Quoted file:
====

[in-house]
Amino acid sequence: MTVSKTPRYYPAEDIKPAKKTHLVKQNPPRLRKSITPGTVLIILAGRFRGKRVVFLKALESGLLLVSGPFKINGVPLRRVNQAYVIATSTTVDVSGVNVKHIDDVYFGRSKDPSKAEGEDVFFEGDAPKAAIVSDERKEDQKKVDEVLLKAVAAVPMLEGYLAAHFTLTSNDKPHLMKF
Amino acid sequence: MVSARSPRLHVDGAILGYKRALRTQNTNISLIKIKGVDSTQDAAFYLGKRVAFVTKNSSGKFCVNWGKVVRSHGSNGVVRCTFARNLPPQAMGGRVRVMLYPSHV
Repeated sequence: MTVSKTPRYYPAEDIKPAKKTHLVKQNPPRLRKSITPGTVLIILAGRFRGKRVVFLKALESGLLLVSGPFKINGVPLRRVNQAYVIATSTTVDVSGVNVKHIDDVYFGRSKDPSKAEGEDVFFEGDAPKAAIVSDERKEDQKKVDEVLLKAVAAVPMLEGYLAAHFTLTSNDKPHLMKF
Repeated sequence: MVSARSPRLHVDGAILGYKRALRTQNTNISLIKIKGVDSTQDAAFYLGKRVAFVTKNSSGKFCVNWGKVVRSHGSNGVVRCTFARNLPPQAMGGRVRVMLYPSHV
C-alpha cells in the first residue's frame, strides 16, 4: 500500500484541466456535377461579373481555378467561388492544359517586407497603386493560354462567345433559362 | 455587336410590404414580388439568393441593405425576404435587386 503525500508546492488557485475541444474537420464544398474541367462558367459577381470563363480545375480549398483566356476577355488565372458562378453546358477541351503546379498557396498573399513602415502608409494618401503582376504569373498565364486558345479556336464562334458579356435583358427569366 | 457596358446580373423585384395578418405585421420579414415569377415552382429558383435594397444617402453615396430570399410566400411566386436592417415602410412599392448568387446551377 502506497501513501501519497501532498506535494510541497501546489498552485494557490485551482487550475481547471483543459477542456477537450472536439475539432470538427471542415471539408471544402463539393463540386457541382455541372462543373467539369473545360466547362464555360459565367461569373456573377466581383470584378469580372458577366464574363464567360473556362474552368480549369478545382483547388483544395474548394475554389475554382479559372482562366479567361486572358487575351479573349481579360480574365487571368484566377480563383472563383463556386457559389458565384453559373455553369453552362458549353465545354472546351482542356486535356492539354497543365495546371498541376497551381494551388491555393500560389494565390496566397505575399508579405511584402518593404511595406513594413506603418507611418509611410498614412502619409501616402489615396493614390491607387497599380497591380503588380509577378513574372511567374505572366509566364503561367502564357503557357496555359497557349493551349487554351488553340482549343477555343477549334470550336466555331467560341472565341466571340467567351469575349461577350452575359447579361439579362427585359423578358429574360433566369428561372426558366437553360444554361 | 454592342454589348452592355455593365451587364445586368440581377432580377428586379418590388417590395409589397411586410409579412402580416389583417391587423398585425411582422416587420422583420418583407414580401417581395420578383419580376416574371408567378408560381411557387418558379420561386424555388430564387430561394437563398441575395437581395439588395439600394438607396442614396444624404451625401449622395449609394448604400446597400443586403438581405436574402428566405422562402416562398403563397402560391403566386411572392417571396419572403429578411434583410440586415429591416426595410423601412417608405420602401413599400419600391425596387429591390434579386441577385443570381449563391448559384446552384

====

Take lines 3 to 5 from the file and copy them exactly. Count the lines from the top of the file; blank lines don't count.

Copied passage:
Amino acid sequence: MVSARSPRLHVDGAILGYKRALRTQNTNISLIKIKGVDSTQDAAFYLGKRVAFVTKNSSGKFCVNWGKVVRSHGSNGVVRCTFARNLPPQAMGGRVRVMLYPSHV
Repeated sequence: MTVSKTPRYYPAEDIKPAKKTHLVKQNPPRLRKSITPGTVLIILAGRFRGKRVVFLKALESGLLLVSGPFKINGVPLRRVNQAYVIATSTTVDVSGVNVKHIDDVYFGRSKDPSKAEGEDVFFEGDAPKAAIVSDERKEDQKKVDEVLLKAVAAVPMLEGYLAAHFTLTSNDKPHLMKF
Repeated sequence: MVSARSPRLHVDGAILGYKRALRTQNTNISLIKIKGVDSTQDAAFYLGKRVAFVTKNSSGKFCVNWGKVVRSHGSNGVVRCTFARNLPPQAMGGRVRVMLYPSHV